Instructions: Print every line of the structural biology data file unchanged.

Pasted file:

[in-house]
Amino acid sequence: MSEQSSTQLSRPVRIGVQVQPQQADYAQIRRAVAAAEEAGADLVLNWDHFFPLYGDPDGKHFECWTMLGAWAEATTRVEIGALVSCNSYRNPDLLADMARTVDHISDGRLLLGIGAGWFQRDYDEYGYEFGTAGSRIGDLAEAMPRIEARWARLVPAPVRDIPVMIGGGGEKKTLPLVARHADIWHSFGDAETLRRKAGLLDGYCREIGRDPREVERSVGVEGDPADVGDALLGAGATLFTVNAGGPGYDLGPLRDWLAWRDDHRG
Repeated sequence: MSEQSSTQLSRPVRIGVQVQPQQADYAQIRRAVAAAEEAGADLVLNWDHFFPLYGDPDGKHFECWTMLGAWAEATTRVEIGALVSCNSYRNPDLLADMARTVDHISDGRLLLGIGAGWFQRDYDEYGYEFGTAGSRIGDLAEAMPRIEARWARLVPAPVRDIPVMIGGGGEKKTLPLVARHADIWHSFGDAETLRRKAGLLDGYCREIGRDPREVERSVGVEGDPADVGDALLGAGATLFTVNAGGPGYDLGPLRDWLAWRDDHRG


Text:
[in-house]
Amino acid sequence: MSEQSSTQLSRPVRIGVQVQPQQADYAQIRRAVAAAEEAGADLVLNWDHFFPLYGDPDGKHFECWTMLGAWAEATTRVEIGALVSCNSYRNPDLLADMARTVDHISDGRLLLGIGAGWFQRDYDEYGYEFGTAGSRIGDLAEAMPRIEARWARLVPAPVRDIPVMIGGGGEKKTLPLVARHADIWHSFGDAETLRRKAGLLDGYCREIGRDPREVERSVGVEGDPADVGDALLGAGATLFTVNAGGPGYDLGPLRDWLAWRDDHRG
Repeated sequence: MSEQSSTQLSRPVRIGVQVQPQQADYAQIRRAVAAAEEAGADLVLNWDHFFPLYGDPDGKHFECWTMLGAWAEATTRVEIGALVSCNSYRNPDLLADMARTVDHISDGRLLLGIGAGWFQRDYDEYGYEFGTAGSRIGDLAEAMPRIEARWARLVPAPVRDIPVMIGGGGEKKTLPLVARHADIWHSFGDAETLRRKAGLLDGYCREIGRDPREVERSVGVEGDPADVGDALLGAGATLFTVNAGGPGYDLGPLRDWLAWRDDHRG